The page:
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Beyond “Strong Opinions Weakly Held”

Beyond “Strong Opinions Weakly Held”

by Matt Chanoff

Posted on 06 October 2016

This phrase shows up periodically, like a comet, in close orbit around the startup world, particularly the Silicon Valley part. Fred Wilson wrote about it a few months ago.1 It’s in Marc Andreessen’s twitter bio. It originates, as far as I can tell, with Paul Saffo, who says he started using it in the 1980s. What he means by it is something Popperian:

“Since the mid-1980s, my mantra for this process is “strong opinions, weakly held.” Allow your intuition to guide you to a conclusion, no matter how imperfect — this is the “strong opinion” part. Then –and this is the “weakly held” part– prove yourself wrong. Engage in creative doubt. Look for information that doesn’t fit, or indicators that pointing in an entirely different direction. Eventually your intuition will kick in and a new hypothesis will emerge out of the rubble…" 2

Terrific idea; the heart of the Scientific Revolution (or at least, how the SR likes to see itself in retrospect.)

But like many terrific ideas, there’s more value to wring out of it.

When Flashpoint founders “get out of the building” to talk to customers, they don’t go to ask questions. That’s for three reasons.

  1. You don’t get answers you can rely on. People don’t know why they do things; they hide problems from themselves and from you. They misremember what they’ve done, and misattribute why they did it. This is a huge problem. Much of the work in Behavioral Economics is focused on sussing out the biases and contradictions around what people think they think.
  2. When you ask a question, you’re “privileging the question.” For example, if you ask a customer what color they like, you’re fixing, in their minds and yours, an idea that color matters. This is a huge problem and it goes deep. There’s a great piece on LessWrong.com about it.3
  3. Interacting with people in any way is creating a relationship. And if you’re asking questions, you’re creating the wrong relationship. The relationship between an interviewer and an interviewee has all kinds of characteristics. It’s hierarchical in one direction or the other – sometimes questioners are interrogators demanding the truth, sometimes they’re seekers trying to receive wisdom from the oracle. But in either case, the other person can’t help but fall into the role of suspect or oracle. These aren’t the roles that matter to a startup. As a founder, what you’re looking for is a relationship with customers; a reciprocal relationship in which you give something they can’t or won’t provide for themselves, and they give you something you can’t provide for yourself (usually money in your bank account.) That reciprocal relationship is something like a partnership. Let’s call it a “partner-customer” to keep it distinct from other definitions of “customer.” Even if you’re the seller and they’re the buyer, it’s helpful to think of the relationship as reciprocal, and that you’re both partner-customers.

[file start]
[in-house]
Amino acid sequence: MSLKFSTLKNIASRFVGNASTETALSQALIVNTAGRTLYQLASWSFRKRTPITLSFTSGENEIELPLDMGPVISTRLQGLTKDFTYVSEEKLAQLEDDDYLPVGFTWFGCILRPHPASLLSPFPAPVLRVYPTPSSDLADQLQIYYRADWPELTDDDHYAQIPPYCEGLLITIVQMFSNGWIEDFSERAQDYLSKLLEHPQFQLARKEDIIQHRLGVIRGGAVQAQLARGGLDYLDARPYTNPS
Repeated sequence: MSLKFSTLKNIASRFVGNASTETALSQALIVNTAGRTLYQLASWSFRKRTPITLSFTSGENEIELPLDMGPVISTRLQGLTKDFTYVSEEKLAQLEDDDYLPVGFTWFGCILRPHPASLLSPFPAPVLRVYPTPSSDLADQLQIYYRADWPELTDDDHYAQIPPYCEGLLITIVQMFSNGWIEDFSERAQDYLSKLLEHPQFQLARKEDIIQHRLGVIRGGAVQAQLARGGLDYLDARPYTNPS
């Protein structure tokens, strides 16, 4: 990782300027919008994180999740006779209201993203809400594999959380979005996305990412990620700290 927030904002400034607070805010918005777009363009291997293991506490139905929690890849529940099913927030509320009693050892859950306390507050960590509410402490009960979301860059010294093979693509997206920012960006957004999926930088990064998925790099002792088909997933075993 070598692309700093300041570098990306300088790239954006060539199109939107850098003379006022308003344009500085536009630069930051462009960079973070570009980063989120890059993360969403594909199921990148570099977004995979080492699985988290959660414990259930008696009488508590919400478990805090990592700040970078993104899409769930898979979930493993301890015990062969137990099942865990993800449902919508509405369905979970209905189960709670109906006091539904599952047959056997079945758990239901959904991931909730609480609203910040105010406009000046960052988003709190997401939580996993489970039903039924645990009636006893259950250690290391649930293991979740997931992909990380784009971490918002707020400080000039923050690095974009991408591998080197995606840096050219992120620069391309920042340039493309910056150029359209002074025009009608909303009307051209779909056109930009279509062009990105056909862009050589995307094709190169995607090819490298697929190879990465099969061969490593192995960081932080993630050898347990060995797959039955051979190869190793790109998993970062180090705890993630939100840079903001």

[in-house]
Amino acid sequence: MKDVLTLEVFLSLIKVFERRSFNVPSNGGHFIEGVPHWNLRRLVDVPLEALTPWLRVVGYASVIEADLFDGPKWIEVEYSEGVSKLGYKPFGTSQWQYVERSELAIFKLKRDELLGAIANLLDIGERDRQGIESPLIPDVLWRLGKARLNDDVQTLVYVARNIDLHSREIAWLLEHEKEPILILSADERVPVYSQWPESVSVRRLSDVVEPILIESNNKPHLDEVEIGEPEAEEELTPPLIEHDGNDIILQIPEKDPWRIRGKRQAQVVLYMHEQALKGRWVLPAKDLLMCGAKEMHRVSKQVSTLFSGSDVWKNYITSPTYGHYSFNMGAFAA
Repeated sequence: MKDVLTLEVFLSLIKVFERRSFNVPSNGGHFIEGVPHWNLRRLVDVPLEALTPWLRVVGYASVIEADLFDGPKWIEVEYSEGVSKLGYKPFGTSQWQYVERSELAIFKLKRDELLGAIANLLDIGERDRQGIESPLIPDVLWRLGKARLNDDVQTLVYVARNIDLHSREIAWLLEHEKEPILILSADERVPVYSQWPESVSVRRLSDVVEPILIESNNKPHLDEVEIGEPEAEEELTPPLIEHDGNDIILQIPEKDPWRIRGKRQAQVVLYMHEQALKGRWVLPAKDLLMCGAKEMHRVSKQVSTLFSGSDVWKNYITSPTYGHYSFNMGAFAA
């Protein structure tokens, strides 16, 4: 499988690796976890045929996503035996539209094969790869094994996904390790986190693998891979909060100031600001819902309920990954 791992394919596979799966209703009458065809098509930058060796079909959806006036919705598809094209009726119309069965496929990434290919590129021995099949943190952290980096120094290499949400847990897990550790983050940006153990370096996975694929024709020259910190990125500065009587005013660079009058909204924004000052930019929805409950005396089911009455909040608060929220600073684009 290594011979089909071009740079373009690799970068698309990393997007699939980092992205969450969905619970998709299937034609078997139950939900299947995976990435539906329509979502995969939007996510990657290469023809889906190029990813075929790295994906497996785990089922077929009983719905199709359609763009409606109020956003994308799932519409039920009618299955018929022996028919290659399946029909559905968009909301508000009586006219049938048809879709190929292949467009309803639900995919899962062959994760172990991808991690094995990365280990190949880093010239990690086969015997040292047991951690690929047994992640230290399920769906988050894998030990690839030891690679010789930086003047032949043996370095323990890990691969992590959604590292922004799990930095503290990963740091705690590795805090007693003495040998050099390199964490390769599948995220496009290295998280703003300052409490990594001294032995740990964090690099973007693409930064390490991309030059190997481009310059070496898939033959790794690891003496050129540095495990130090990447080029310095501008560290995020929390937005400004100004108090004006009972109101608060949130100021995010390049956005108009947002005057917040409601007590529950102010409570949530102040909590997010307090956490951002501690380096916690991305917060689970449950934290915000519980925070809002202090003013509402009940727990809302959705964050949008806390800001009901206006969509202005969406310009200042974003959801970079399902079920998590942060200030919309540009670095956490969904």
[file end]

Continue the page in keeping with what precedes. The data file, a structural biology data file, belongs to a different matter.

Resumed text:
“Strong opinions weakly held” doesn’t just mean create a hypothesis and try to disprove it. It also means “show up.” You, yourself, the founder as a human being, needs to confront another human being; someone who you believe might become a partner-customer. You need to show up not as an interrogator or seeker, you’ve got to apply for a job in their life.

To do that, you (in the form of your startup) have got to identify the job correctly and present yourself as the person for the job. That’s the strong opinion part – if you don’t authentically act the part of knowing the job and knowing that you’re right for it, they’ll never hire you. If you show up in a subjunctive mode and say “If I were to make this, would you buy it?” Then you’re not asking them to hire you, you’re asking for their opinion. No number of positive opinions adds up to a job, so don’t depend on great-sounding opinions. Try to get the job.

But of course you’ll be wrong most of the time. That’s where the “weakly held” part comes in. Most of the time the “customer” doesn’t actually need that job done. For example, maybe they complain constantly about something, but the complaining itself gets the job done and nothing more is required. Or maybe they do have a job, but they’ve immediately sized you up as not fit for it. Luckily, that interaction is not your only shot. You can refine your understanding of the job, or abandon it all together for something else. You can refine how you present to the next possible customer.

At least since Paul Saffo in the 1980s, good founders have known that they need to hold their strong opinions weakly so that they’re open to being proved wrong and changing directions, instead of blindly barging down a failure path.

The new thing here is that it requires the strong opinion, it requires going in as someone to who presents themselves as a customer-partner, in order to get the signals that point you in a better direction. You don’t want to iterate and hone in if you’re not yet even in the ballpark. You don’t want to pivot at each rejection, because you’ll pivot constantly – what some investors call, not pivoting, but pirouetting.

To avoid those to pitfalls, you need need reliable signals. And the only reliable signals come from authentic reactions to the authentic proposal of customer-partnership.